The desire to develop non-invasive rapid measurements of essential quality parameters in foods is the motivation of this thesis. Due to the speed and noninvasive properties of spectroscopic techniques, they have potential as on-line or atline methods and can be employed in the food industry in order to control the quality of the end product and to continuously monitor the production. In this thesis, the possibilities and limitations of the application of spectroscopy and chemometrics in rapid control of food quality are discussed and demonstrated by the examples in the eight included publications. Different aspects of food quality are covered, but the focus is mainly on the development of multivariate calibrations for predictions of rather complex attributes such as the water-holding capacity of meat, ethical quality of the slaughtering procedure, protein content of single wheat kernels and contamination of fish oil by toxic environmental substances. Fourier transform infrared (FT-IR) and Raman spectroscopy proved to be of potential utility for process line measurements of meat quality (water-holding capacity). Preliminary studies revealed a high correlation (r = 0.89) between waterholding capacity and FT-IR spectra with prediction errors of 0.85-1.4 % drip loss using Partial Least Squares Regressions. A further development of vibrational spectroscopic methods can be of valuable use in the slaughtering industry, aiming at a better utilization of the raw material through early classification of the meat. Visual and near infrared (VIS/NIR) spectroscopy was evaluated for the ability to assess the depth of CO2 stunning of slaughter pigs. Near infrared transmittance (NIT) was applied for the assessment of the quality of single wheat kernels. The combination of fluorescence measurements of fish oil and multi-way chemometrics demonstrated the potential for screening of environmental contamination in complex food samples. Significant prediction models were established with correlation coefficients in the range from r = 0.69 to r = 0.97 for dioxin. Further development of the fluorescence measurements of dioxin in fish oil will, for the fish industry, be a valuable tool for monitoring the quality of their oil products, especially when the EU introduces a limit of 6 ng/kg dioxin later this year. In order to improve calibrations and model interpretation, methods of spectral pretransformations, including the recently developed Extended Invented Signal Correction, and variable region selection were used during the data analysis throughout this study. The uncertainty of reference analyses and their influence on the subsequent multivariate spectroscopic calibration are discussed throughout the thesis. A general challenge during the development of multivariate calibrations in this study was the accuracy of the reference parameters of interest. It is emphasized that it is of utmost importance to incorporate knowledge of the chemical and biological nature of the samples and of the qualifications of the applied spectroscopic and reference methods during the validation of multivariate calibrations.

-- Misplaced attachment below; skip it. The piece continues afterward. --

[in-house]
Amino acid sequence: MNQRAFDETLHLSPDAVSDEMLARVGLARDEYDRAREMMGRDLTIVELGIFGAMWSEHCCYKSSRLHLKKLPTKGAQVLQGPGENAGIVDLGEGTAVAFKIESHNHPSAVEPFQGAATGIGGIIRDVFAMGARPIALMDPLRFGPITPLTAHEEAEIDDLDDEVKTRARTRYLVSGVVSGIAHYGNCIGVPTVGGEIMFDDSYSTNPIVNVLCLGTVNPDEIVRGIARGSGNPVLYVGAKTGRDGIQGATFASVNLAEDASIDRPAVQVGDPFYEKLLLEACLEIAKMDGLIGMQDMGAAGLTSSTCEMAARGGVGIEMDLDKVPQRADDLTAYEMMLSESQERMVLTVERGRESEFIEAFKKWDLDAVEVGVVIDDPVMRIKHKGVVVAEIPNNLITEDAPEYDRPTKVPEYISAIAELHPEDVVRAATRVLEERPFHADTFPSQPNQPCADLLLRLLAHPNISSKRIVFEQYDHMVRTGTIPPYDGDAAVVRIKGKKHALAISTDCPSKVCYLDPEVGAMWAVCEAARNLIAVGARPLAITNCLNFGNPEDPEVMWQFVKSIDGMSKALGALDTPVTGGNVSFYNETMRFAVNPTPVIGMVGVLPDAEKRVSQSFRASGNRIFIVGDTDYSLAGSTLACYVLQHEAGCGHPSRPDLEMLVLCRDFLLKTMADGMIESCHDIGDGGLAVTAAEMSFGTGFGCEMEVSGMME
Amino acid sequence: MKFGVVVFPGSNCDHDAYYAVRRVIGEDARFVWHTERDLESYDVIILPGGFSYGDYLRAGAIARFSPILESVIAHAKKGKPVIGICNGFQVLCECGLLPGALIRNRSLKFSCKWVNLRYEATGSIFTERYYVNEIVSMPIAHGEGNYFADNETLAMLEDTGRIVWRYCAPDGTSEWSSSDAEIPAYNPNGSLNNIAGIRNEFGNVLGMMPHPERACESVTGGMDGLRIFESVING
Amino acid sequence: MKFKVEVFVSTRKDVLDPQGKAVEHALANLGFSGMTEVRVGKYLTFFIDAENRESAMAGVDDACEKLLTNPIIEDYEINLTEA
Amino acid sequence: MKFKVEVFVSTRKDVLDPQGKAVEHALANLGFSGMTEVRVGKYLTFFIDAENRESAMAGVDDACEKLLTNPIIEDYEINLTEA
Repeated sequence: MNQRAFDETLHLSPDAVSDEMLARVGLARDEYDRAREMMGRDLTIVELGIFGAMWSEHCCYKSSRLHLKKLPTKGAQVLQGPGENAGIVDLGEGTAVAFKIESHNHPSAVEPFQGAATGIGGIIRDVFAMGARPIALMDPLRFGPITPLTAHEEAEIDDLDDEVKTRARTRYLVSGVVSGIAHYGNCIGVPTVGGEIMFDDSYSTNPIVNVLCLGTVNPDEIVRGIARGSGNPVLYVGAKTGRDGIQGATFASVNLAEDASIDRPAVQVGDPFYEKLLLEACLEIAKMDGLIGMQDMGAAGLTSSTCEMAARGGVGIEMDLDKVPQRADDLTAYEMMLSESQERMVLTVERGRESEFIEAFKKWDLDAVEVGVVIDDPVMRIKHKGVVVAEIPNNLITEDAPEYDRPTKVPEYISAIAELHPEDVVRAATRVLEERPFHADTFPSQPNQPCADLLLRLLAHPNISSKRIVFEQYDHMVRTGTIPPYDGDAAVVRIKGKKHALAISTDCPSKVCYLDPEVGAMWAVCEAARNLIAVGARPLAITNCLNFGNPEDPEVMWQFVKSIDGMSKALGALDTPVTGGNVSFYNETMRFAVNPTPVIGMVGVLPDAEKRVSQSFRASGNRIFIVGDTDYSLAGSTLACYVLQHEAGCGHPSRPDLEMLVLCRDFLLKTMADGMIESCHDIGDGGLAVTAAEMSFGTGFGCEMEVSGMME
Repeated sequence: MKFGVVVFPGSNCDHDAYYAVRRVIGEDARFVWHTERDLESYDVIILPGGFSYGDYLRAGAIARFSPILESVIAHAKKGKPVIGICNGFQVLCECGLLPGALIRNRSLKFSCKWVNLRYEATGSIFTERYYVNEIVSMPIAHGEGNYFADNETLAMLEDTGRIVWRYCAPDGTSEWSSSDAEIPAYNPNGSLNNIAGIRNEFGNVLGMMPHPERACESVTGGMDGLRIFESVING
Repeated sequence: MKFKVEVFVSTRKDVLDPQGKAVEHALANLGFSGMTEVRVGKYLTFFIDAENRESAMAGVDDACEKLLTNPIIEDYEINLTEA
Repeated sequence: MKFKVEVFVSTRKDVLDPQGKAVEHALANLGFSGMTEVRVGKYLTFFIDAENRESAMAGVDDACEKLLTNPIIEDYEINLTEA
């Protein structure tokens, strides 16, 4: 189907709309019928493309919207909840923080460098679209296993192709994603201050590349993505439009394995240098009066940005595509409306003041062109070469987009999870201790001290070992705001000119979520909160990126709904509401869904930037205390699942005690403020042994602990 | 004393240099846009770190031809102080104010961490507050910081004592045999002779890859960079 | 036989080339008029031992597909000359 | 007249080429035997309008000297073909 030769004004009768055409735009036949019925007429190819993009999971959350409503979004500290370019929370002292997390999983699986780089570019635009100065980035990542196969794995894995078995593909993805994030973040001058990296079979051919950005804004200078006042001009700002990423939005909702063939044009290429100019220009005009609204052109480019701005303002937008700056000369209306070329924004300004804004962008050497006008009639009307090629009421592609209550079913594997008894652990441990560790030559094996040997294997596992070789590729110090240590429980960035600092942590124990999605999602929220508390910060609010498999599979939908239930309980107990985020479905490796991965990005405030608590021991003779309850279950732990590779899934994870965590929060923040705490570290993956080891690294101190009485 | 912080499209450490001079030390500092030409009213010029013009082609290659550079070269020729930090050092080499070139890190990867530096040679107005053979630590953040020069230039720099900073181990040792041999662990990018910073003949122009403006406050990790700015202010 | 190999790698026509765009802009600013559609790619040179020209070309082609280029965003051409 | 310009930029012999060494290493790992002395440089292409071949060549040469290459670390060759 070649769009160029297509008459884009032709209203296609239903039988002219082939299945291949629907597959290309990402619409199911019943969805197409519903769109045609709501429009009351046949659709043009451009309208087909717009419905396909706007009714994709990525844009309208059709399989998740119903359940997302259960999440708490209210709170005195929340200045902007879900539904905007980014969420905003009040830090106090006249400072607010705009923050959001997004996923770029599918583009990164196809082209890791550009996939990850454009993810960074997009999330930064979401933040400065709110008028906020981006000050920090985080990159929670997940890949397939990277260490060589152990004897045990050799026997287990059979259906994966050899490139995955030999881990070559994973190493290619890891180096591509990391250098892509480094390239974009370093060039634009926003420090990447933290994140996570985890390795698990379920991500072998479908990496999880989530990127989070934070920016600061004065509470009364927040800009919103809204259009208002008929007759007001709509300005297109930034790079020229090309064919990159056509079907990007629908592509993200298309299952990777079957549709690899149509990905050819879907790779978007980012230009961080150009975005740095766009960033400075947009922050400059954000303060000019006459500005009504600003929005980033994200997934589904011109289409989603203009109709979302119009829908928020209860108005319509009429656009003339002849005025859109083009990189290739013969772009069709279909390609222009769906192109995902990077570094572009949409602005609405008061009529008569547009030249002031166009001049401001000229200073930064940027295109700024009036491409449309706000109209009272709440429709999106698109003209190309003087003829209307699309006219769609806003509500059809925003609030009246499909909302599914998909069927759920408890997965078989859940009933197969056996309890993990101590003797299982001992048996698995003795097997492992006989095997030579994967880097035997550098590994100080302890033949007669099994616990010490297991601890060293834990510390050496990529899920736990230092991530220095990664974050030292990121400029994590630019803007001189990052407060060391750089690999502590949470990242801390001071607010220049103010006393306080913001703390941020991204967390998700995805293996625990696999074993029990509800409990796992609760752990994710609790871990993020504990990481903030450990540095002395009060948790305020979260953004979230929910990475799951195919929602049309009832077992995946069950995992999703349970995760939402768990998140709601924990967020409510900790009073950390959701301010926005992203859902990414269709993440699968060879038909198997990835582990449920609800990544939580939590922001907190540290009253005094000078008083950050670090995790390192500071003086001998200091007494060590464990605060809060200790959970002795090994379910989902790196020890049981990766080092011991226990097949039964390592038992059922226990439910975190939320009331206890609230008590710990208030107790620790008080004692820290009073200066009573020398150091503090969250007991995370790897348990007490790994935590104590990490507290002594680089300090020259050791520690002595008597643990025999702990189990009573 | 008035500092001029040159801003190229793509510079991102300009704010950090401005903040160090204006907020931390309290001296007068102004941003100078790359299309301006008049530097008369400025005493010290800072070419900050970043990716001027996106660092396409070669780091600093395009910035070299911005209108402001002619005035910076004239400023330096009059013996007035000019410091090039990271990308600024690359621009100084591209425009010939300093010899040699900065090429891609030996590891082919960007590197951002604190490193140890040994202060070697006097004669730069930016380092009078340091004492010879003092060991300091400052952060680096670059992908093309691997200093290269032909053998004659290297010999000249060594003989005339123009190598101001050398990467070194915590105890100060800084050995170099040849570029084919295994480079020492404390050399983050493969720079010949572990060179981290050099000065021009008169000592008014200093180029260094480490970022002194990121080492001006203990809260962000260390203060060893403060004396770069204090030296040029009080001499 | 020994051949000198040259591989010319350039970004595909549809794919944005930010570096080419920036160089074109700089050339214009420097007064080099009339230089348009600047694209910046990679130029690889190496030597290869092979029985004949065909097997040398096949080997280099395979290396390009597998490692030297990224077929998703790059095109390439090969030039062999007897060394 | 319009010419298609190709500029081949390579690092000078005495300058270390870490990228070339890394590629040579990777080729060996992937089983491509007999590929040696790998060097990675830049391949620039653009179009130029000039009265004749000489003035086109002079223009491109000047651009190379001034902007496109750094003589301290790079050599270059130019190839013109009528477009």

|Status||Udgivet - 14 jun. 2002|